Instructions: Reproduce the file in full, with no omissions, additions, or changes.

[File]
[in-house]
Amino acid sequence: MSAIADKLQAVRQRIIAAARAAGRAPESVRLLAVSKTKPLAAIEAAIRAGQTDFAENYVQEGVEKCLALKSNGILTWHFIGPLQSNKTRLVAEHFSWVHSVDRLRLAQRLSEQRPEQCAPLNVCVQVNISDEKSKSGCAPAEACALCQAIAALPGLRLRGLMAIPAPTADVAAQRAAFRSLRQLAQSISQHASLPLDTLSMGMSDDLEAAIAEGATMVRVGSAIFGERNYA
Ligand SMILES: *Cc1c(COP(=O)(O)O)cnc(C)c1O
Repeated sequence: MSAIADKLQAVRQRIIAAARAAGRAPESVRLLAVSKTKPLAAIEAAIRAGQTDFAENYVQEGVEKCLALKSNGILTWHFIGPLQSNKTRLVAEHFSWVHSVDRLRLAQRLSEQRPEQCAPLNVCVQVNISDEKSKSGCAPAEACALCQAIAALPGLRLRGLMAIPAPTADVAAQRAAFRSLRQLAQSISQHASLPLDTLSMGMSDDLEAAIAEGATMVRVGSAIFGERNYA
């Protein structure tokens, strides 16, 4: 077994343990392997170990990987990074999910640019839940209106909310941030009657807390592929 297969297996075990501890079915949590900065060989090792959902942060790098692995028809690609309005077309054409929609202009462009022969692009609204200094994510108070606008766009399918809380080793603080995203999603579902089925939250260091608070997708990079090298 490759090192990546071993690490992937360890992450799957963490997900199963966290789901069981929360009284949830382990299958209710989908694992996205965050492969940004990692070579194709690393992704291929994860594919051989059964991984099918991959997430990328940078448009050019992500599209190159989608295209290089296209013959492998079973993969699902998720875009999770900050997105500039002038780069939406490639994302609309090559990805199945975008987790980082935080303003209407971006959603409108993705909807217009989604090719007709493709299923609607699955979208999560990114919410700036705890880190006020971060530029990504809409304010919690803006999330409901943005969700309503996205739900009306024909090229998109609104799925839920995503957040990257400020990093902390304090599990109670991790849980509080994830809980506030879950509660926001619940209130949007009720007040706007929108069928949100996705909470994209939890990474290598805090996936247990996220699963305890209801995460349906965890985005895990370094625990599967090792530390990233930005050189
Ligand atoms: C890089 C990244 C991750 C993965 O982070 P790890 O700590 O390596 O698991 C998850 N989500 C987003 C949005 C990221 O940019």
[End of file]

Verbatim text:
[in-house]
Amino acid sequence: MSAIADKLQAVRQRIIAAARAAGRAPESVRLLAVSKTKPLAAIEAAIRAGQTDFAENYVQEGVEKCLALKSNGILTWHFIGPLQSNKTRLVAEHFSWVHSVDRLRLAQRLSEQRPEQCAPLNVCVQVNISDEKSKSGCAPAEACALCQAIAALPGLRLRGLMAIPAPTADVAAQRAAFRSLRQLAQSISQHASLPLDTLSMGMSDDLEAAIAEGATMVRVGSAIFGERNYA
Ligand SMILES: *Cc1c(COP(=O)(O)O)cnc(C)c1O
Repeated sequence: MSAIADKLQAVRQRIIAAARAAGRAPESVRLLAVSKTKPLAAIEAAIRAGQTDFAENYVQEGVEKCLALKSNGILTWHFIGPLQSNKTRLVAEHFSWVHSVDRLRLAQRLSEQRPEQCAPLNVCVQVNISDEKSKSGCAPAEACALCQAIAALPGLRLRGLMAIPAPTADVAAQRAAFRSLRQLAQSISQHASLPLDTLSMGMSDDLEAAIAEGATMVRVGSAIFGERNYA
């Protein structure tokens, strides 16, 4: 077994343990392997170990990987990074999910640019839940209106909310941030009657807390592929 297969297996075990501890079915949590900065060989090792959902942060790098692995028809690609309005077309054409929609202009462009022969692009609204200094994510108070606008766009399918809380080793603080995203999603579902089925939250260091608070997708990079090298 490759090192990546071993690490992937360890992450799957963490997900199963966290789901069981929360009284949830382990299958209710989908694992996205965050492969940004990692070579194709690393992704291929994860594919051989059964991984099918991959997430990328940078448009050019992500599209190159989608295209290089296209013959492998079973993969699902998720875009999770900050997105500039002038780069939406490639994302609309090559990805199945975008987790980082935080303003209407971006959603409108993705909807217009989604090719007709493709299923609607699955979208999560990114919410700036705890880190006020971060530029990504809409304010919690803006999330409901943005969700309503996205739900009306024909090229998109609104799925839920995503957040990257400020990093902390304090599990109670991790849980509080994830809980506030879950509660926001619940209130949007009720007040706007929108069928949100996705909470994209939890990474290598805090996936247990996220699963305890209801995460349906965890985005895990370094625990599967090792530390990233930005050189
Ligand atoms: C890089 C990244 C991750 C993965 O982070 P790890 O700590 O390596 O698991 C998850 N989500 C987003 C949005 C990221 O940019």